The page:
After several years of speculation, it appears that the NFL is finally ready to gamble on the Las Vegas market. In January 2017, the Oakland Raiders filed relocation papers with the NFL to move to Las Vegas—the first step in the relocation process for an NFL franchise. The next step is for 24 of the 32 NFL owners to approve the move at the NFL owners’ meetings held from March 26 to 29. According to league sources, approval from at least 24 owners is all but guaranteed, meaning that the greatest remaining roadblock facing the Raiders is the issue of financing their proposed $1.9 billion, 65,000-seat domed stadium.

Publicly financed sports stadiums have been an extremely controversial topic over the past decade, and the Raiders stadium is no different. Under the current proposal, $750 million of the Raiders stadium would be publicly financed with bonds backed by a hotel tax. According to Richard Velotta of the Las Vegas Review-Journal, “[s]tate officials are banking on increased economic activity, new jobs, increased local wages and increased tax revenue” to pay back the publicly financed portion of the stadium, and “[state officials] expect room, gaming, sales and entertainment tax revenue to climb once the stadium is operating.”

While this is inspiring rhetoric, unfortunately, these precise claims have been debunked numerous times in the context of other publicly financed stadiums. There are many reasons why publicly funded sports stadiums ultimately end up harming taxpayers, but Stanford economics professor Roger Nole has stated that the problem is simply that “NFL stadiums do not generate significant local economic growth, and the incremental tax revenue is not sufficient to cover any significant financial contribution by the city.” With these concerns in mind, the Raiders’ decision to use public funds for $750 million of the stadium is likely to be met with widespread public backlash—and in fact some commentators have already begun to speculate as to whether or not the public is assuming too much of the risk for this project.

In addition to the issue of using public funds to finance the new stadium, there has also been a great deal of uncertainty surrounding the private investors for this project. Just weeks after the Raiders filed their relocation papers, the relocation plan was put in jeopardy by casino mogul Sheldon Adelson’s decision to withdraw his pledge of $650 million for the Las Vegas stadium. After Adelson withdrew his support, Goldman Sachs was reportedly in line to invest the $650 million, but Goldman Sachs ultimately pulled their support a mere 24 hours after Adelson’s announcement.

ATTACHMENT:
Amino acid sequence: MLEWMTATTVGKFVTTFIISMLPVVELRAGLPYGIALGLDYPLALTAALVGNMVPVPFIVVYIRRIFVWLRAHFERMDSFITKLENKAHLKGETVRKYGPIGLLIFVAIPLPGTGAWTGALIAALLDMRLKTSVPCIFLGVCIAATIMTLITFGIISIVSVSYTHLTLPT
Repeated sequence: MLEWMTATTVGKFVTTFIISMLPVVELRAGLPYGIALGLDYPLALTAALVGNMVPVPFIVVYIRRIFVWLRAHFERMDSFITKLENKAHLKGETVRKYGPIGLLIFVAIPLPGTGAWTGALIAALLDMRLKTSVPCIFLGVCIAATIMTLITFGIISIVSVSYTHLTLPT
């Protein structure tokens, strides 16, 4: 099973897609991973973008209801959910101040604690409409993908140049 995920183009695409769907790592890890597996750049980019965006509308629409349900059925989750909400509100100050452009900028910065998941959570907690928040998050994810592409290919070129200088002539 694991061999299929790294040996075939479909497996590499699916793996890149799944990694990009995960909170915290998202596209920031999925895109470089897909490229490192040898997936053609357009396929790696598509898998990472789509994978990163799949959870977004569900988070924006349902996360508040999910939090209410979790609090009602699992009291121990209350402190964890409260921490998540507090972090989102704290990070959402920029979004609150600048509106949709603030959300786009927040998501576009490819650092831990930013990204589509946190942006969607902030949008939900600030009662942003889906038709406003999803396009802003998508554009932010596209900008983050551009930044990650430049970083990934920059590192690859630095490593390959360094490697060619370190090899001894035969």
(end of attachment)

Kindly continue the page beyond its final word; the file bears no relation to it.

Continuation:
The difficulty the Raiders are having in finding financiers for their stadium is likely largely attributable to the skepticism surrounding Las Vegas as a viable sports market. According to a Forbes article published in January 2017, “Las Vegas would be the 23rd largest market in terms of population….[And] Las Vegas would be in the bottom half of the NFL markets in terms of household income and corporate base per professional sports franchise.” Additionally, Las Vegas is home to numerous other forms of live entertainment and is a city that has been deemed “the most tourism-dependent city in the U.S.” It becomes clear why there is so much skepticism surrounding the city’s ability to build a large hometown following for a sports franchise. Tourists coming in for the weekend may be willing to spend money on Raiders tickets once, but the sustained success of a sports franchise requires building a loyal hometown fan-base—something that a Las Vegas sports franchise is particularly ill-suited to accomplish.

Luckily for the Raiders, they were able to find a new financing partner in Bank of America, who picked up the $650 million tab left behind by Adelson and Goldman Sachs. As a result, it appears that the Raiders will get their wish for a new stadium in Las Vegas, but the question remains—is the relocation really the right decision? The financing roadblocks should serve as red flags for the entire relocation project, as the difficulty in finding financing can be seen as a reflection of the market’s lack of confidence in Las Vegas as a viable sports town. For now, the Raiders appear poised to move to Las Vegas by 2020, but if these early financing issues are any indication, the NFL’s bet on Las Vegas may well be a losing one.

Charlie Peskowitz is a J.D. candidate, 2018, at NYU School of Law.